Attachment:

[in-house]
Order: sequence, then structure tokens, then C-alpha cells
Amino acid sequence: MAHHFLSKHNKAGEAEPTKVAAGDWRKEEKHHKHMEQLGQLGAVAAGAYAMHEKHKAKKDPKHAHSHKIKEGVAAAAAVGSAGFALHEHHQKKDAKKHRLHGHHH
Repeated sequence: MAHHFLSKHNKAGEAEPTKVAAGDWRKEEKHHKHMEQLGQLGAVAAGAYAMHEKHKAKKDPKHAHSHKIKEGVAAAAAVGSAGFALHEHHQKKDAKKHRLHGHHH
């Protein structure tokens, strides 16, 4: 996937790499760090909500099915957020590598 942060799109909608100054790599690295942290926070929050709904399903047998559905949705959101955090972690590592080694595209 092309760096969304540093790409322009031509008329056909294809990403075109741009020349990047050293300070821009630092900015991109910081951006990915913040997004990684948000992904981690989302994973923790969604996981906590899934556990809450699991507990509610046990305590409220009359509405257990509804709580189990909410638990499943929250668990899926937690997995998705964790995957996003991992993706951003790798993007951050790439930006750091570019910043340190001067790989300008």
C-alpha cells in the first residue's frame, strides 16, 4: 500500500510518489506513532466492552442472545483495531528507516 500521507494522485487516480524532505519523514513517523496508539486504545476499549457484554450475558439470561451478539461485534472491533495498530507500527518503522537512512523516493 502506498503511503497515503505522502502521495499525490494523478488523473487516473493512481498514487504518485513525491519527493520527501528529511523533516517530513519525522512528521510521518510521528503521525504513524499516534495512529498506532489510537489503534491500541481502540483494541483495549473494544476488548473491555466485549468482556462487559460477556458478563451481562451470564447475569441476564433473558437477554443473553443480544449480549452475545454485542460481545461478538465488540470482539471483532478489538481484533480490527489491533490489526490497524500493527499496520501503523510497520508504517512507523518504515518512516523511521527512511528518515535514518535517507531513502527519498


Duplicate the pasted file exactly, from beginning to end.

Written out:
[in-house]
Order: sequence, then structure tokens, then C-alpha cells
Amino acid sequence: MAHHFLSKHNKAGEAEPTKVAAGDWRKEEKHHKHMEQLGQLGAVAAGAYAMHEKHKAKKDPKHAHSHKIKEGVAAAAAVGSAGFALHEHHQKKDAKKHRLHGHHH
Repeated sequence: MAHHFLSKHNKAGEAEPTKVAAGDWRKEEKHHKHMEQLGQLGAVAAGAYAMHEKHKAKKDPKHAHSHKIKEGVAAAAAVGSAGFALHEHHQKKDAKKHRLHGHHH
């Protein structure tokens, strides 16, 4: 996937790499760090909500099915957020590598 942060799109909608100054790599690295942290926070929050709904399903047998559905949705959101955090972690590592080694595209 092309760096969304540093790409322009031509008329056909294809990403075109741009020349990047050293300070821009630092900015991109910081951006990915913040997004990684948000992904981690989302994973923790969604996981906590899934556990809450699991507990509610046990305590409220009359509405257990509804709580189990909410638990499943929250668990899926937690997995998705964790995957996003991992993706951003790798993007951050790439930006750091570019910043340190001067790989300008």
C-alpha cells in the first residue's frame, strides 16, 4: 500500500510518489506513532466492552442472545483495531528507516 500521507494522485487516480524532505519523514513517523496508539486504545476499549457484554450475558439470561451478539461485534472491533495498530507500527518503522537512512523516493 502506498503511503497515503505522502502521495499525490494523478488523473487516473493512481498514487504518485513525491519527493520527501528529511523533516517530513519525522512528521510521518510521528503521525504513524499516534495512529498506532489510537489503534491500541481502540483494541483495549473494544476488548473491555466485549468482556462487559460477556458478563451481562451470564447475569441476564433473558437477554443473553443480544449480549452475545454485542460481545461478538465488540470482539471483532478489538481484533480490527489491533490489526490497524500493527499496520501503523510497520508504517512507523518504515518512516523511521527512511528518515535514518535517507531513502527519498